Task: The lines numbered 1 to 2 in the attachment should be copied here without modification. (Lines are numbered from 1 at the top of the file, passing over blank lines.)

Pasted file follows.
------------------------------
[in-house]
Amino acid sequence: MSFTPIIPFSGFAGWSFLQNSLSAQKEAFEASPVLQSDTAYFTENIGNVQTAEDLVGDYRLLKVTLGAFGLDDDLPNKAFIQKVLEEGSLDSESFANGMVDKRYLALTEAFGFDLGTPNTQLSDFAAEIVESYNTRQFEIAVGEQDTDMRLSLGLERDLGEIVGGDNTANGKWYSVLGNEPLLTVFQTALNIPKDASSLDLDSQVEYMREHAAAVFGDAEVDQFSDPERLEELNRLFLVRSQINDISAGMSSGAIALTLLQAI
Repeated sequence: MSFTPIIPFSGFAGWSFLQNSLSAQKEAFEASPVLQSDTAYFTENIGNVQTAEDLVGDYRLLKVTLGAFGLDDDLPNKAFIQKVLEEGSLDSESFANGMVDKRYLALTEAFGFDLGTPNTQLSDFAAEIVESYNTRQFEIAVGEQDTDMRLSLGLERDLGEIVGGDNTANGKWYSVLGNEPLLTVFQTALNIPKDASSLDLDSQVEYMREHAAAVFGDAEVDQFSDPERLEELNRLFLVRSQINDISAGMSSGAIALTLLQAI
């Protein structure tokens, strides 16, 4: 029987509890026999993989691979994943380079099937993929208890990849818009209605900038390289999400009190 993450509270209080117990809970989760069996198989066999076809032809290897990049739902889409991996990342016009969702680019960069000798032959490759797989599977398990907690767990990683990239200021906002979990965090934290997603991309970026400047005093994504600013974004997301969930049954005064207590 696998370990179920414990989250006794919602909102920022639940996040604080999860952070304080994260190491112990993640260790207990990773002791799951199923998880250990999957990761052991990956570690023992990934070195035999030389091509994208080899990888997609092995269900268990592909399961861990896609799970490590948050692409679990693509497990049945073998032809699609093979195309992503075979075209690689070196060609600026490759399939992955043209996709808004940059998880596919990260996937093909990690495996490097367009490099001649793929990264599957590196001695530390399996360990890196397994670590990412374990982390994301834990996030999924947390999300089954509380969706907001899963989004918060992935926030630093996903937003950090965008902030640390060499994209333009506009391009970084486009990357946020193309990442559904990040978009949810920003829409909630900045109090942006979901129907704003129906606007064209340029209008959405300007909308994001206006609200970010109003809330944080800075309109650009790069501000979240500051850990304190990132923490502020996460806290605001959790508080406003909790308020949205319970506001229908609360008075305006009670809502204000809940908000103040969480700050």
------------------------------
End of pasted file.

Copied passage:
[in-house]
Amino acid sequence: MSFTPIIPFSGFAGWSFLQNSLSAQKEAFEASPVLQSDTAYFTENIGNVQTAEDLVGDYRLLKVTLGAFGLDDDLPNKAFIQKVLEEGSLDSESFANGMVDKRYLALTEAFGFDLGTPNTQLSDFAAEIVESYNTRQFEIAVGEQDTDMRLSLGLERDLGEIVGGDNTANGKWYSVLGNEPLLTVFQTALNIPKDASSLDLDSQVEYMREHAAAVFGDAEVDQFSDPERLEELNRLFLVRSQINDISAGMSSGAIALTLLQAI